Limpopo: game theory
In the Greater Limpopo Conservancy, linking South Africa, Mozambique and Zimbabwe, Francis Massé (right) explained how Mozambican communities are being forcibly removed from their land (albeit with some compensation), ostensibly in order to protect South African rhinos, but in practice to set up private game farms and game lodges for wealthy tourists in Mozambique.
This is argued to philanthropically benefit Mozambicans through the investment of private South African and other foreign countries in Mozambique, but the compensation paid to communities displaced by these processes nowhere nearly makes up for the loss of access to land (the main means by which they secure their livelihoods). Locals are also not even employed in these game farms, as once they have been displaced they are seen as colluding with rhino poachers by providing information about where the animals are, so it is seen as essential to exclude them from the land where they have lived for hundreds of generations.
The securitisation that typically goes along with the creation of conservation areas is escalated and extreme in the Greater Limpopo Conservancy as former apartheid security forces police the South African side of the border, and Mozambicans from far afield police the Mozambican side of the border. Displacing Mozambican citizens is argued to be the only strategy by which South African rhinos can feasibly be protected from Asian syndicates even though no poaching is taking place in Mozambique, and expanded conservancies are encouraged by conservation NGOs who argue such areas contribute to the green economy.
Exclusion in Indonesia
Outside Africa, for example in Indonesia, similar extractive processes are taking place, both in logging and mining industries. Peter Howson (right) described how in international agency discourse the green economy is equated with ‘green growth’; he argued that this invites elite capture and makes exclusion almost inevitable, particularly when programmes such as REDD+ specifically sought private finance funding. He described exclusion as taking place on the level of regulation, force, markets and legitimation and suggested that ‘the uneven distribution of REDD+ benefits intersected with already existing intimate processes of exclusion’.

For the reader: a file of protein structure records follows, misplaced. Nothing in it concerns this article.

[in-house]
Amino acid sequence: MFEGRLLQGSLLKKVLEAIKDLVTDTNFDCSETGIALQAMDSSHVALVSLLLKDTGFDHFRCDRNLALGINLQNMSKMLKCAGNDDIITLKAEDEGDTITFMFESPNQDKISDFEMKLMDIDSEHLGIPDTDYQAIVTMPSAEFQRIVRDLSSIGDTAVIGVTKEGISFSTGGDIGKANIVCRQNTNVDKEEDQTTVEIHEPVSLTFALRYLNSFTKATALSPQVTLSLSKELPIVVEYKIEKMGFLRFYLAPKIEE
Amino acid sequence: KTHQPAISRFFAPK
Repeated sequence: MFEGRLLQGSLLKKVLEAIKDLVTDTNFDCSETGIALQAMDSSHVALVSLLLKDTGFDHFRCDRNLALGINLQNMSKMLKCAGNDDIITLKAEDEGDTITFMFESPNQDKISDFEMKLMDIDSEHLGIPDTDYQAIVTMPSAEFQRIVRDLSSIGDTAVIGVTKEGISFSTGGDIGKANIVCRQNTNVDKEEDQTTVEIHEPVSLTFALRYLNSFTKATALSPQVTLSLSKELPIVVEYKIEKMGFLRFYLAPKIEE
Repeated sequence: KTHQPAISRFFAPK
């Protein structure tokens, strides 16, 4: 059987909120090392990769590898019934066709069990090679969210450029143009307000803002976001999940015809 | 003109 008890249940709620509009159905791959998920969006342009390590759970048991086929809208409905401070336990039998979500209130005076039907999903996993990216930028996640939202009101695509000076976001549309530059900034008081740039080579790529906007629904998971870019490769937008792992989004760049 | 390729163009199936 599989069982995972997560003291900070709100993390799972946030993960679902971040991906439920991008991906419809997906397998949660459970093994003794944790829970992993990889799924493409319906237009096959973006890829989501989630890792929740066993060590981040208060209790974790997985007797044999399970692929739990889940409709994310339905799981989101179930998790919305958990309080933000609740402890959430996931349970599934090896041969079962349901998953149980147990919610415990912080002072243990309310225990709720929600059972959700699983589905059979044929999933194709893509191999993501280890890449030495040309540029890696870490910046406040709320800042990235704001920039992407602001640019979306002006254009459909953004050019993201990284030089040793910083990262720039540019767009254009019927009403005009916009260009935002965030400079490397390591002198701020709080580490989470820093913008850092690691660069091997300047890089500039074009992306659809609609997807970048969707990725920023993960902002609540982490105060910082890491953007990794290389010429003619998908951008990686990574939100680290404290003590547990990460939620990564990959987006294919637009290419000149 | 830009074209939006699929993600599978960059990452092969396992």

At the same time, however, Rini Astuti described how notions of indigeneity were being used to produce obedient conservation subjectivities among Bahaneis and on Bahanei forest land, where concessions were also being granted to mining companies. While Indonesia’s indigenous communities had disintegrated through Indonesia political processes, new processes of reclaiming indigeneity and reterritorialising Bahanei land were being supported by planning land use around carbon markets, thus resulting in a carbon marketisation of Bahanei land. By promising carbon payments through REDD+, indigenous REDD+ subjectivities were also be produced inscribing new sets of customary identities with new rules and new ideologies.
In Costa Rica, Brett Matulis (right) described how REDD+ programmes promoted by the World Bank are also leading to the financialisation of nature, by creating a direct link between ecosystem services “users” and “providers”, so that, for example, water users are taxed, but water polluters are not, and the biggest users receive more, improved ecosystem services, while the most needy receive poorer ecosystem services. These tariffs have mirrored existing inequalities in Costa Rica, perpetuating uneven conservation development because those most in need cannot afford to pay.
The Green Economy in the South conference ran from 8-10 July in Dodoma, Tanzania. This post first appeared on the Green Economy in the South conference blog.
Image: Maintenance crew, Zambia by Merlin on Flickr (cc-by-nc-2.0)